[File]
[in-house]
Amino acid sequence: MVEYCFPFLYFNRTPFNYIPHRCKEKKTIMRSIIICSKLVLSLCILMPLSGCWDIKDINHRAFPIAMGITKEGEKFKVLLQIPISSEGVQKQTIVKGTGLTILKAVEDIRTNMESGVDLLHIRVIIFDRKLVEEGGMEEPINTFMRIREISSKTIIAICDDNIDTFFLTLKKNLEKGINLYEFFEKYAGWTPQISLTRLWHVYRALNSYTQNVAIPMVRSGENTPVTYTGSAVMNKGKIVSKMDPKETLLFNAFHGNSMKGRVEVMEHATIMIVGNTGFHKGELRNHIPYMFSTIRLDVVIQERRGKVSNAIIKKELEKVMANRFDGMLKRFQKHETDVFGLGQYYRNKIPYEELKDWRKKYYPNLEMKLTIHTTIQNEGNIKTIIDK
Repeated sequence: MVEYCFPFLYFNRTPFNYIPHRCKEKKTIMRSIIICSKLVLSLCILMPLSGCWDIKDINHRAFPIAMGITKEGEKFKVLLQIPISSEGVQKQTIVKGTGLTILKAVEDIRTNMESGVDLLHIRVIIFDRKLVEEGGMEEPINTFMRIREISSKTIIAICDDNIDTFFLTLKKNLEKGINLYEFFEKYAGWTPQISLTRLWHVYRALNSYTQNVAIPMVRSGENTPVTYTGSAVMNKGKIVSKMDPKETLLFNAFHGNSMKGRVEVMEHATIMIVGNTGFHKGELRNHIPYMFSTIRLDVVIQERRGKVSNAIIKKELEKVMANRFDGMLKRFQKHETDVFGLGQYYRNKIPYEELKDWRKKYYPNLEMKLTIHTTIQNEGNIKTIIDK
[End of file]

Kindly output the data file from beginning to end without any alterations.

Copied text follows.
[in-house]
Amino acid sequence: MVEYCFPFLYFNRTPFNYIPHRCKEKKTIMRSIIICSKLVLSLCILMPLSGCWDIKDINHRAFPIAMGITKEGEKFKVLLQIPISSEGVQKQTIVKGTGLTILKAVEDIRTNMESGVDLLHIRVIIFDRKLVEEGGMEEPINTFMRIREISSKTIIAICDDNIDTFFLTLKKNLEKGINLYEFFEKYAGWTPQISLTRLWHVYRALNSYTQNVAIPMVRSGENTPVTYTGSAVMNKGKIVSKMDPKETLLFNAFHGNSMKGRVEVMEHATIMIVGNTGFHKGELRNHIPYMFSTIRLDVVIQERRGKVSNAIIKKELEKVMANRFDGMLKRFQKHETDVFGLGQYYRNKIPYEELKDWRKKYYPNLEMKLTIHTTIQNEGNIKTIIDK
Repeated sequence: MVEYCFPFLYFNRTPFNYIPHRCKEKKTIMRSIIICSKLVLSLCILMPLSGCWDIKDINHRAFPIAMGITKEGEKFKVLLQIPISSEGVQKQTIVKGTGLTILKAVEDIRTNMESGVDLLHIRVIIFDRKLVEEGGMEEPINTFMRIREISSKTIIAICDDNIDTFFLTLKKNLEKGINLYEFFEKYAGWTPQISLTRLWHVYRALNSYTQNVAIPMVRSGENTPVTYTGSAVMNKGKIVSKMDPKETLLFNAFHGNSMKGRVEVMEHATIMIVGNTGFHKGELRNHIPYMFSTIRLDVVIQERRGKVSNAIIKKELEKVMANRFDGMLKRFQKHETDVFGLGQYYRNKIPYEELKDWRKKYYPNLEMKLTIHTTIQNEGNIKTIIDK